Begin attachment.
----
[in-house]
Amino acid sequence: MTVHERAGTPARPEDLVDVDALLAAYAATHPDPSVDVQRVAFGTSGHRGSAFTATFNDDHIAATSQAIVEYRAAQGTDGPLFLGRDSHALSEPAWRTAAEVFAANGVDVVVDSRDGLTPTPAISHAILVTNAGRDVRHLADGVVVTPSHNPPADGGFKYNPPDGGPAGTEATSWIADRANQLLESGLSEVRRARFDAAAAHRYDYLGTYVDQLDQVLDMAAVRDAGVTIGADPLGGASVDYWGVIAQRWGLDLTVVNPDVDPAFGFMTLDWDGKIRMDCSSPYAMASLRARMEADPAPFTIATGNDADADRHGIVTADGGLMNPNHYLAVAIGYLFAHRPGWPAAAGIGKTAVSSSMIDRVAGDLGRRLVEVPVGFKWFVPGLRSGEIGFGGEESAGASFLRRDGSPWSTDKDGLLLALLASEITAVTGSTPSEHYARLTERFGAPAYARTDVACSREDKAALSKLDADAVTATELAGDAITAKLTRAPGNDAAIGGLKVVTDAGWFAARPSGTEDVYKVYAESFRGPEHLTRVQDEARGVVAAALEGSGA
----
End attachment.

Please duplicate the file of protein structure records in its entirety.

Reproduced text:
[in-house]
Amino acid sequence: MTVHERAGTPARPEDLVDVDALLAAYAATHPDPSVDVQRVAFGTSGHRGSAFTATFNDDHIAATSQAIVEYRAAQGTDGPLFLGRDSHALSEPAWRTAAEVFAANGVDVVVDSRDGLTPTPAISHAILVTNAGRDVRHLADGVVVTPSHNPPADGGFKYNPPDGGPAGTEATSWIADRANQLLESGLSEVRRARFDAAAAHRYDYLGTYVDQLDQVLDMAAVRDAGVTIGADPLGGASVDYWGVIAQRWGLDLTVVNPDVDPAFGFMTLDWDGKIRMDCSSPYAMASLRARMEADPAPFTIATGNDADADRHGIVTADGGLMNPNHYLAVAIGYLFAHRPGWPAAAGIGKTAVSSSMIDRVAGDLGRRLVEVPVGFKWFVPGLRSGEIGFGGEESAGASFLRRDGSPWSTDKDGLLLALLASEITAVTGSTPSEHYARLTERFGAPAYARTDVACSREDKAALSKLDADAVTATELAGDAITAKLTRAPGNDAAIGGLKVVTDAGWFAARPSGTEDVYKVYAESFRGPEHLTRVQDEARGVVAAALEGSGA